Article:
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Sen. McConnell Op-ed on the Sixth Anniversary of September 11, 2001


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Sen. McConnell Op-ed on the Sixth Anniversary of September 11, 2001

Six years have passed since September 11, 2001, the day when Al Qaeda terrorists unleashed an unprovoked and vicious attack on the American people.

America remembers and honors the innocent victims of that attack, and stands in support of their families and communities. Six years later, their healing continues.

The terrorists who attacked us hoped September 11 would burn as a day America would never forget—and it has. But not for the reasons they thought.

They hoped September 11 would mark an anniversary of fear and doubt. The date is a day of sadness, yes—but also of resolve, strength and renewed purpose.

We take the day to remember the kind-heartedness of America that was on display then, when millions of volunteers gave their time, money, and strength of heart to people in need.

We take the day to honor our armed forces, brave men and women who fight under our flag. They fight on because the war goes on.

Recent arrests in Germany, halting what was to be a devastating terrorist attack against American and German targets in that country, are proof that this war is not over, and that now is not the time to let down our guard or revert to a pre-9/11 approach to the world.

We know the war goes on by listening to the words of our enemies. Osama Bin Laden's recently released remarks are more of the same—threats of death and destruction, intended to sow fear in America.

German Chancellor Angela Merkel showed her understanding of the struggle that still lies ahead when she said of Germany's foiled terror plot, "The lesson from this is the danger is not just abstract, it's real."

Real danger struck America six years ago. International terrorists had been at war against us long before that. But unlike previous attacks, 9/11 spurred America to take the war to them.

By going on the offense, we are winning the War on Terror. And today we are safer at home, and have gone six years without another attack.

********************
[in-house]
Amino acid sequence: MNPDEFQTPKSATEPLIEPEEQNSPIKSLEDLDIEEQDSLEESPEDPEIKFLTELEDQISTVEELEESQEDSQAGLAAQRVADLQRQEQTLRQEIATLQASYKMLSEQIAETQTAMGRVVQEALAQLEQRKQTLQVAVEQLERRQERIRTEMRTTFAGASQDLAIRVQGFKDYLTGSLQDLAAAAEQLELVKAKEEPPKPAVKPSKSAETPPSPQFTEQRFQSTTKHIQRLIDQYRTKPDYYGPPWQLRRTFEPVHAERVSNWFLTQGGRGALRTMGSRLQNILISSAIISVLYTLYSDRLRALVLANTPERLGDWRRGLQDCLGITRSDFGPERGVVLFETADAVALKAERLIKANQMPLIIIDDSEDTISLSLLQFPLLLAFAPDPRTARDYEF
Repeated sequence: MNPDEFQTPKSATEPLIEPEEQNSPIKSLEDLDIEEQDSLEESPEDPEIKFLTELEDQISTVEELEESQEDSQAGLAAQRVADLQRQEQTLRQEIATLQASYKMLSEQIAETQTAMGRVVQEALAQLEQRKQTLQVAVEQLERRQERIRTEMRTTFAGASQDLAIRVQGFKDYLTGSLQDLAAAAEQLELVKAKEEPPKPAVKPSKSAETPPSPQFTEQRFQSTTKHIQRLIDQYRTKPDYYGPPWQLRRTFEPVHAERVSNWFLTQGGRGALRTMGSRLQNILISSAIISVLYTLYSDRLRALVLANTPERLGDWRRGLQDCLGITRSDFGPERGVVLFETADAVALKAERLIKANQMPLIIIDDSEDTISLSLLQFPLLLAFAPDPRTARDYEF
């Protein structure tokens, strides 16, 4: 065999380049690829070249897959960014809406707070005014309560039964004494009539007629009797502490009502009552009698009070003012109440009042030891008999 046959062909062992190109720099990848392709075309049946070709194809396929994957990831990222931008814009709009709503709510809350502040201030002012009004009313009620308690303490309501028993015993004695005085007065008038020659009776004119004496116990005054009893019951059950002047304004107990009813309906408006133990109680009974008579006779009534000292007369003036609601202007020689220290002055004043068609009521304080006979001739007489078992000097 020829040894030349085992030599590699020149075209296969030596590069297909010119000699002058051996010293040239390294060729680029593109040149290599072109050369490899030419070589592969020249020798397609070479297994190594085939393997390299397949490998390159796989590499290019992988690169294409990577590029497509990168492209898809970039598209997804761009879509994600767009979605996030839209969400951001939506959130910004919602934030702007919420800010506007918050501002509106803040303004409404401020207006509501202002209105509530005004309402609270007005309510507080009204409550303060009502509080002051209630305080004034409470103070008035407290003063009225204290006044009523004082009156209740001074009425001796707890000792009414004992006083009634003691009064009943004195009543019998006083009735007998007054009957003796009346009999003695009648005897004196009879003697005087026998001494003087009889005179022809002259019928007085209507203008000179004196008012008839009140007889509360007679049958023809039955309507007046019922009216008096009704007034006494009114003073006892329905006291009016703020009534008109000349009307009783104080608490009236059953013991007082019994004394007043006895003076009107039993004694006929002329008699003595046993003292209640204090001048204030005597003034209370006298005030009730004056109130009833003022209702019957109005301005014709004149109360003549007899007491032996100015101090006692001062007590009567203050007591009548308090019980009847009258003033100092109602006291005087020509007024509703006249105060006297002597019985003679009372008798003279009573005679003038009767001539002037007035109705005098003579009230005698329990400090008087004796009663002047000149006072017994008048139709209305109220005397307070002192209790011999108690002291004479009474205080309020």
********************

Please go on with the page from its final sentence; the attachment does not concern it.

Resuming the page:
So this September 11 we also honor the efforts of Americans across the land who are working to keep us safe. Many of them are in the District of Columbia—but not all of them.

When one of you dials 911, you're more likely to be calling someone in West Liberty, Kentucky, than Washington.

Many brave police officers, firefighters or emergency personnel trained to respond to a threat or attack work in Kentucky towns like Murray, Morgantown or Mayfield.

We should pay tribute to these brave Americans who don't often get the headlines. They are the unsung heroes. When the call goes forth to towns like Somerset, Sandy Hook or Sacramento, Kentucky, they answer. We honor their sacrifice and service most of all.

It remains Congress's job to provide the troops with everything they need to complete their mission. I know all of my colleagues in Washington are dedicated to making sure that happens.

Six years after the September 11 attacks, we can say proudly that the terrorists failed. Terrorists may have devastated two buildings and damaged the Pentagon, but they did not dent America's resolve.

While they lashed out to cause death and destruction, we fight for freedom. Freedom is our greatest strength. No terrorist attack will ever diminish that.

Senator McConnell is the Senate Republican Leader and only the second Kentuckian to lead his party in the U.S. Senate.

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